# Running a parser

parse :: Parser a -> Bytes -> (Bytes, Either ParseError a) Source #

Parse the complete input, without resupplying, return the rest bytes

parse' :: Parser a -> Bytes -> Either ParseError a Source #

Parse the complete input, without resupplying

parseChunks :: Monad m => Parser a -> m Bytes -> Bytes -> m (Bytes, Either ParseError a) Source #

Run a parser with an initial input string, and a monadic action that can supply more input if needed.

Note, once the monadic action return empty bytes, parsers will stop drawing
more bytes (take it as `endOfInput`

).

finishParsing :: Result a -> (Bytes, Either ParseError a) Source #

Finish parsing and fetch result, feed empty bytes if it's `Partial`

result.

match :: Parser a -> Parser (Bytes, a) Source #

Return both the result of a parse and the portion of the input that was consumed while it was being parsed.

# Basic parsers

ensureN :: Int -> ParseError -> Parser () Source #

Ensure that there are at least `n`

bytes available. If not, the
computation will escape with `Partial`

.

Since this parser is used in many other parsers, an extra error param is provide to attach custom error info.

endOfInput :: Parser () Source #

Test whether all input has been consumed, i.e. there are no remaining
undecoded bytes. Fail if not `atEnd`

.

Test whether all input has been consumed, i.e. there are no remaining undecoded bytes.

# Primitive decoders

decodePrim :: forall a. Unaligned a => Parser a Source #

# More parsers

scan :: s -> (s -> Word8 -> Maybe s) -> Parser (Bytes, s) Source #

A stateful scanner. The predicate consumes and transforms a
state argument, and each transformed state is passed to successive
invocations of the predicate on each byte of the input until one
returns `Nothing`

or the input ends.

This parser does not fail. It will return an empty string if the
predicate returns `Nothing`

on the first byte of input.

scanChunks :: forall s. s -> (s -> Bytes -> Either s (Bytes, Bytes, s)) -> Parser (Bytes, s) Source #

peekMaybe :: Parser (Maybe Word8) Source #

Match any byte, to perform lookahead. Returns `Nothing`

if end of
input has been reached. Does not consume any input.

Match any byte, to perform lookahead. Does not consume any input, but will fail if end of input has been reached.

satisfy :: (Word8 -> Bool) -> Parser Word8 Source #

The parser `satisfy p`

succeeds for any byte for which the
predicate `p`

returns `True`

. Returns the byte that is actually
parsed.

digit = satisfy isDigit where isDigit w = w >= 48 && w <= 57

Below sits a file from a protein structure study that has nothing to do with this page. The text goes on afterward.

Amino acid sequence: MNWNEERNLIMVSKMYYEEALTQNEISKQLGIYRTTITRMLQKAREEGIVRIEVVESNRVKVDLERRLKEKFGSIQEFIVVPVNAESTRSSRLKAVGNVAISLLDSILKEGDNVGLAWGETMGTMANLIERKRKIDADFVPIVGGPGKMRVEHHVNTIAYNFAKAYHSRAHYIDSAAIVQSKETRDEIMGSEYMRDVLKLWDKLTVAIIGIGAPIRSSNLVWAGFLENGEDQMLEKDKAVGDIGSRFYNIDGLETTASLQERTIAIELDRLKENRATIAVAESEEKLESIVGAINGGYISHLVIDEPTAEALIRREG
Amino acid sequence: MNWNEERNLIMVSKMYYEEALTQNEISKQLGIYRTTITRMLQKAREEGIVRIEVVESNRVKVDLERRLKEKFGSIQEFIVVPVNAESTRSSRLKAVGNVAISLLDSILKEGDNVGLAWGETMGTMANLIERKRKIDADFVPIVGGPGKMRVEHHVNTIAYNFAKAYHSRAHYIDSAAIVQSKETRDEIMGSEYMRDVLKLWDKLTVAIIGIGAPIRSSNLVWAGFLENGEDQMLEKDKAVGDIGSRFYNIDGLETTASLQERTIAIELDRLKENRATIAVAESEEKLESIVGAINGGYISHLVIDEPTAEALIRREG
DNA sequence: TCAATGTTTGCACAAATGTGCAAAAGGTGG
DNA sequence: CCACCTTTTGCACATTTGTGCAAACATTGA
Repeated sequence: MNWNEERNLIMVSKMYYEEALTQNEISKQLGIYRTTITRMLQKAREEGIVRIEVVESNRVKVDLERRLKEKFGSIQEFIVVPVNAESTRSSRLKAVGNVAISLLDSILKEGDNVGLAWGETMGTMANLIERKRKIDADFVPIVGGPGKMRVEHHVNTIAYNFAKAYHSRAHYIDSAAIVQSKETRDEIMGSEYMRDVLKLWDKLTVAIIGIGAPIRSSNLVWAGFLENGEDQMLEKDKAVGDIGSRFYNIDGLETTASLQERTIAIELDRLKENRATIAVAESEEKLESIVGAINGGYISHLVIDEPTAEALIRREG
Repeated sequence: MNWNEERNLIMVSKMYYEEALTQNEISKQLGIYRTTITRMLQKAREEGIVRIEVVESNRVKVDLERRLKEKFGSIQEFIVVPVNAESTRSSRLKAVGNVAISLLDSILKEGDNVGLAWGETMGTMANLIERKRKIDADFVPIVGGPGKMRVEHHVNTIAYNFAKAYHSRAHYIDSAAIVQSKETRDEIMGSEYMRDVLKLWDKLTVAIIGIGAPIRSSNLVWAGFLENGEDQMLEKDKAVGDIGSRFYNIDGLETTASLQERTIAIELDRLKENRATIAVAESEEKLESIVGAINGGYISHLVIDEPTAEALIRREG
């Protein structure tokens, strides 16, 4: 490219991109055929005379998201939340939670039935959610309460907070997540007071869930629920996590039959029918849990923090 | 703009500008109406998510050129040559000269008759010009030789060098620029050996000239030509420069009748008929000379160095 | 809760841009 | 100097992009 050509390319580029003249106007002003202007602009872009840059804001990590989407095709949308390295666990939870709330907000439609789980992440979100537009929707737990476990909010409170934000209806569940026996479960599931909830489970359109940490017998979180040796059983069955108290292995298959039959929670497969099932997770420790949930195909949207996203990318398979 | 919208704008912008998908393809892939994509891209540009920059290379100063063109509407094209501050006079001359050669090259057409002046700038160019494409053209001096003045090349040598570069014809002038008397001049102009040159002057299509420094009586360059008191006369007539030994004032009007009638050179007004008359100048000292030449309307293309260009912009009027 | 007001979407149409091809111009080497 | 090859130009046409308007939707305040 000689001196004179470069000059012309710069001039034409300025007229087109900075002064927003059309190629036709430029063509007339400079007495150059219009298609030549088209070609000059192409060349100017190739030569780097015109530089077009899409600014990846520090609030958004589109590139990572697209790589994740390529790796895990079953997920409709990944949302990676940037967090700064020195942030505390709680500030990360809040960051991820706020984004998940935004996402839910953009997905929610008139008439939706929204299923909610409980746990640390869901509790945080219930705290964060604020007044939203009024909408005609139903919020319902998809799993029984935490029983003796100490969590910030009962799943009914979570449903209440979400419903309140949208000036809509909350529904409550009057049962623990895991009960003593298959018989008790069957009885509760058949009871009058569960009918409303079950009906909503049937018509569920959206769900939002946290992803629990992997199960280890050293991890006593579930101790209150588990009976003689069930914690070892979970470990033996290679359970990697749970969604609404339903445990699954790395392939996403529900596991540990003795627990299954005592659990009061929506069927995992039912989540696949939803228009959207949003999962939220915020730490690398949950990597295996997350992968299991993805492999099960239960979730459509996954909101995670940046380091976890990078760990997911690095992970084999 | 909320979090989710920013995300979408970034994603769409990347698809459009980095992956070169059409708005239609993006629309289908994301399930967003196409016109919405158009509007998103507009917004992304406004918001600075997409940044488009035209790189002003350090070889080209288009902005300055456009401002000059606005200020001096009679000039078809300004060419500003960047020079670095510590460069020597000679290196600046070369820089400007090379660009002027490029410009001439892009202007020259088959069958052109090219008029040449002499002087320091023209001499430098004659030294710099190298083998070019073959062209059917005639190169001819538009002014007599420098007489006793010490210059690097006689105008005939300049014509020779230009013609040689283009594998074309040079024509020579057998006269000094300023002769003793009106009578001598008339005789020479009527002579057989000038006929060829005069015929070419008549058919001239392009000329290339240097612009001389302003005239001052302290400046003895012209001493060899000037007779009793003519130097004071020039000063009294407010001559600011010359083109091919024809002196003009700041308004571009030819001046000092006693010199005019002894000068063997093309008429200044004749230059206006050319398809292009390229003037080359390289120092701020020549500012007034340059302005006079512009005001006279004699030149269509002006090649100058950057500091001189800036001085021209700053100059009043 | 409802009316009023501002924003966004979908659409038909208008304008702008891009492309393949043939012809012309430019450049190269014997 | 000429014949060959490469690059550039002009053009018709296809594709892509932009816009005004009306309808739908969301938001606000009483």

satisfyWith :: (Word8 -> a) -> (a -> Bool) -> Parser a Source #

The parser `satisfyWith f p`

transforms a byte, and succeeds if
the predicate `p`

returns `True`

on the transformed value. The
parser returns the transformed byte that was parsed.

endOfLine :: Parser () Source #

Match either a single newline byte `'\n'`

, or a carriage
return followed by a newline byte `"\r\n"`

.

skipWhile :: (Word8 -> Bool) -> Parser () Source #

Skip past input for as long as the predicate returns `True`

.

skipSpaces :: Parser () Source #

Skip over white space using `isSpace`

.

takeTill :: (Word8 -> Bool) -> Parser Bytes Source #

Consume input as long as the predicate returns `False`

or reach the end of input,
and return the consumed input.

takeWhile :: (Word8 -> Bool) -> Parser Bytes Source #

Consume input as long as the predicate returns `True`

or reach the end of input,
and return the consumed input.

# Numeric parsers

## Decimal

uint :: forall a. (Integral a, Bounded a) => Parser a Source #

Parse and decode an unsigned decimal number.

Will fail in case of overflow.

int :: forall a. (Integral a, Bounded a) => Parser a Source #

Parse a decimal number with an optional leading `'+'`

or `'-'`

sign
character.

This parser will fail if overflow happens.

uint_ :: forall a. (Integral a, Bounded a) => Parser a Source #

Same with `uint`

, but sliently cast in case of overflow.

int_ :: (Integral a, Bounded a) => Parser a Source #

Same with `int`

, but sliently cast if overflow happens.

## Hex

hex :: forall a. (Integral a, FiniteBits a) => Parser a Source #

Parse and decode an unsigned hex number, fail in case of overflow. The hex digits
`'a'`

through `'f'`

may be upper or lower case.

This parser does not accept a leading `"0x"`

string, and consider
sign bit part of the binary hex nibbles, e.g.

`>>>`

`parse' hex "FF" == Right (-1 :: Int8)`

`>>>`

`parse' hex "7F" == Right (127 :: Int8)`